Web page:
Sunday, November 1, 2015

The Android Studio cook book has arrived.

Since a few days my first book, about Android Studio and Android application development, has become available at Packt Publishing and Amazon. I had fun writing it and I wonder if you think it is fun to read it.

Android studio is the number one IDE for developing Android apps and it is available for free to anyone who wants to develop professional Android apps. Any type of Android app can be developed using Android Studio.

Think of apps for phones, phablets, tablets, TVs, cars and for glasses and other wearables such as watches. Or consider an app that uses a cloud base backend like Parse or App engine, a watch face app or even a complete media centre solution for TV.

So, what is in the book?

This book will help you to make the right choices while developing your apps. For example on smaller screens provide smart navigation and use fragments to make it look great on a tablet too.

Or see how content providers can help you to manage and to persist data and how to share data amongst applications. The observer pattern that comes with them will save you a lot of time.

  • The book will also elaborate on Material design. Create cool apps using CardView and RecyclerView widgets for example. Or find out how to create special effects and how to create great transitions.

  • Another chapter is dedicated to the investigation of the Camera2 API and how to capture and preview photos. In addition you will learn how to apply filters and how or share the results on Facebook.

  • You will learn about patterns and how support annotations can help you to improve the quality of your code. Testing your app is just as important as developing one and it will take your app to the next level. Aim for a five star rating in the Google Play Store later.

  • The book shows you how to do unit testing, based on jUnit or Robolectric and how to use code analysis tools such as Android Lint.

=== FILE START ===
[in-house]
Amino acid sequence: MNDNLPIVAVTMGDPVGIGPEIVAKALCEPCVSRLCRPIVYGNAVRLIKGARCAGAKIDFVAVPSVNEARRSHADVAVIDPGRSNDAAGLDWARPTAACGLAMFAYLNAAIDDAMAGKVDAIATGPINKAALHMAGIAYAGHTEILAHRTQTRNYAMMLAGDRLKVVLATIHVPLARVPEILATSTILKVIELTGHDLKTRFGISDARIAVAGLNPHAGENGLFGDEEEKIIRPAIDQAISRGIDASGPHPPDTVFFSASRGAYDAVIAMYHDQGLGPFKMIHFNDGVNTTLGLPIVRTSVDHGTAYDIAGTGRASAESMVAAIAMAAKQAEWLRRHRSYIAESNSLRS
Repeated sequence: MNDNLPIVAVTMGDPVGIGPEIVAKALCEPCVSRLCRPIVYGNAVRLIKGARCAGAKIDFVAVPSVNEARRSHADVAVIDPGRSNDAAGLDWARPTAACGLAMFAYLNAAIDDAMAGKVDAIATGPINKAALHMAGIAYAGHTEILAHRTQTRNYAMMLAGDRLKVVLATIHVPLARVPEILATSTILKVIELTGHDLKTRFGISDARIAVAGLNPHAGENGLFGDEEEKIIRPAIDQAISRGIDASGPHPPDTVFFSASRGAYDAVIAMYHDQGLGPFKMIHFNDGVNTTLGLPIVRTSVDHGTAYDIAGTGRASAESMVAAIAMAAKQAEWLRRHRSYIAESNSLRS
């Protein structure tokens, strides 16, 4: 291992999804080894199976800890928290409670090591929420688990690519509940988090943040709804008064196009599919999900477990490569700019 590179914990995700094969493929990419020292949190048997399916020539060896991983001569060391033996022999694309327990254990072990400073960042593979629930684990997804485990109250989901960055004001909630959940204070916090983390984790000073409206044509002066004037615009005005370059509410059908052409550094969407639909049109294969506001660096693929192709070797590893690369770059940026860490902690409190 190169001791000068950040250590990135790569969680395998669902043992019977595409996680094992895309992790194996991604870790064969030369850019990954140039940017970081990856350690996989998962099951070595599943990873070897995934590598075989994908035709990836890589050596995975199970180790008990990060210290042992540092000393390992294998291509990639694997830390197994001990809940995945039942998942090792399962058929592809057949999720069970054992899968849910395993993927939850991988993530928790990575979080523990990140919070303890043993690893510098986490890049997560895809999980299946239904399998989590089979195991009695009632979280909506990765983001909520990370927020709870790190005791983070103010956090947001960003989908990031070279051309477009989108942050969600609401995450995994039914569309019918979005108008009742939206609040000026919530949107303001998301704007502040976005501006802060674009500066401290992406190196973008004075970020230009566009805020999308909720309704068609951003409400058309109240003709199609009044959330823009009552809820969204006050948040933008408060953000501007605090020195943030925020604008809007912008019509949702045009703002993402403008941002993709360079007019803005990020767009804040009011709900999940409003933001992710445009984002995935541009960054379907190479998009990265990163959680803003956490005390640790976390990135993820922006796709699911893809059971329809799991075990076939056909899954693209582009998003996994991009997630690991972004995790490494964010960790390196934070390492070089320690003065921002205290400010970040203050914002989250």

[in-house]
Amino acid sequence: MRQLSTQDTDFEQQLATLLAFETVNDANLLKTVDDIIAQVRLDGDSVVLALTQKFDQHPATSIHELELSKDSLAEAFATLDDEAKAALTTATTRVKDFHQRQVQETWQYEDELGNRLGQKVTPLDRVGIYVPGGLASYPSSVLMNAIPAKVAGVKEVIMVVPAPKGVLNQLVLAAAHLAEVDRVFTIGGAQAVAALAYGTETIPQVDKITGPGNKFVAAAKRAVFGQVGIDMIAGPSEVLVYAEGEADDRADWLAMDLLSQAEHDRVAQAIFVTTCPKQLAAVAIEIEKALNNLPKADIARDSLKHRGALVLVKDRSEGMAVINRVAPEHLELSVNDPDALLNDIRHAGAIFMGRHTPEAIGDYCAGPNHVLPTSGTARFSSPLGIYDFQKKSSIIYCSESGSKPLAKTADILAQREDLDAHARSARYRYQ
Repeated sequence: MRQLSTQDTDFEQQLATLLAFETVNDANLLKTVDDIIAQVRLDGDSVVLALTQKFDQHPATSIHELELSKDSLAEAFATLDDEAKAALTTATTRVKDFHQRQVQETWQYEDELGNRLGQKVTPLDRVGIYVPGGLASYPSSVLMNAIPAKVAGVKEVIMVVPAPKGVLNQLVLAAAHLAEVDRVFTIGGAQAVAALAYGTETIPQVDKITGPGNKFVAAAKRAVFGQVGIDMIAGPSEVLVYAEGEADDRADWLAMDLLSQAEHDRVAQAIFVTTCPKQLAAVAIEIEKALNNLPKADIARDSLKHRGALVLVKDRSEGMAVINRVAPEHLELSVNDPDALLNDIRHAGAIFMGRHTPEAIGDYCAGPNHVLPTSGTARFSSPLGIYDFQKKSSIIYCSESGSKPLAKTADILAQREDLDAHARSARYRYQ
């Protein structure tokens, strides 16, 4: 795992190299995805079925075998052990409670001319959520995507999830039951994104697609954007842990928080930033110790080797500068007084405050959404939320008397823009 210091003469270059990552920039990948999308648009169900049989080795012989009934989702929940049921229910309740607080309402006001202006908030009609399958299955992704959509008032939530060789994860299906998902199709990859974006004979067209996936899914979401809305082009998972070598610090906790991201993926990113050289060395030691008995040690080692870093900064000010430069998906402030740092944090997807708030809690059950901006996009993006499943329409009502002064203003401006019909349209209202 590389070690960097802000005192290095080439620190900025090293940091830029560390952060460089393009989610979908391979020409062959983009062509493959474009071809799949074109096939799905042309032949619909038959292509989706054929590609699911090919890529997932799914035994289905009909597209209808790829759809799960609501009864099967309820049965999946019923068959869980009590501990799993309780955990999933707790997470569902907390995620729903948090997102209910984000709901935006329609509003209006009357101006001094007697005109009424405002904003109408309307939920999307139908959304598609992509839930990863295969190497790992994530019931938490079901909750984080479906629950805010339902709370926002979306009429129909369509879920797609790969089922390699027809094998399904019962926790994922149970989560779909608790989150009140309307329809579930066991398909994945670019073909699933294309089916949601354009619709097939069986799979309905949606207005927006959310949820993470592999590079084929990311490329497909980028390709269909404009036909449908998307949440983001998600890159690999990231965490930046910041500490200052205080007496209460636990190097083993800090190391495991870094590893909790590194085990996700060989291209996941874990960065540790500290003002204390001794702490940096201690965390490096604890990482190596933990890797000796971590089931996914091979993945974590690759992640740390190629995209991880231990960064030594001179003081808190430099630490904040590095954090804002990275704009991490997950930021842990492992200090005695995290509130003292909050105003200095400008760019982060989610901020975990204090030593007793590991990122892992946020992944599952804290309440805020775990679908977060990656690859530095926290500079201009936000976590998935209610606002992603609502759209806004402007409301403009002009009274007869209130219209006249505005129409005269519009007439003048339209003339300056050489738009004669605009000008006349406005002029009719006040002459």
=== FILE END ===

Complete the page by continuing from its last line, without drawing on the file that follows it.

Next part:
• You will learn about memory optimization using the Android Device Monitor. Detect issues and learn how to fix them.

  • Having a physical Android device to test your apps is strongly recommended but with thousands of Android devices being available, testing on real devices could be pretty expensive. Genymotion is a real fast and easy-to-use emulator and comes with many real world device configurations.

  • Did all your unit tests succeed? There are no more OutOfMemoryExceptions any more? No memory leaks found? Then it is about time to distribute your app to your beta testers. The final chapter explain how to configure your app for a beta release by creating the build types and build flavours that you need.

  • Finally distribute your app to your beta testers using Google Play to learn from their feedback.


    These and other topics can be found in this cookbook. Since I am the author of the book there will be no conclusion here. That would be bit weird, wouldn't it? ;-)

    Instead I would like to ask what you think of it...

    Further reading

  • 1 comment:

    1. sir, its is wonderful effort
      could you also suggest some other books for beginners for android which are short and effective and beginner level skills in android development?may be your book is for intermediate level skill set go getters?just a opinion!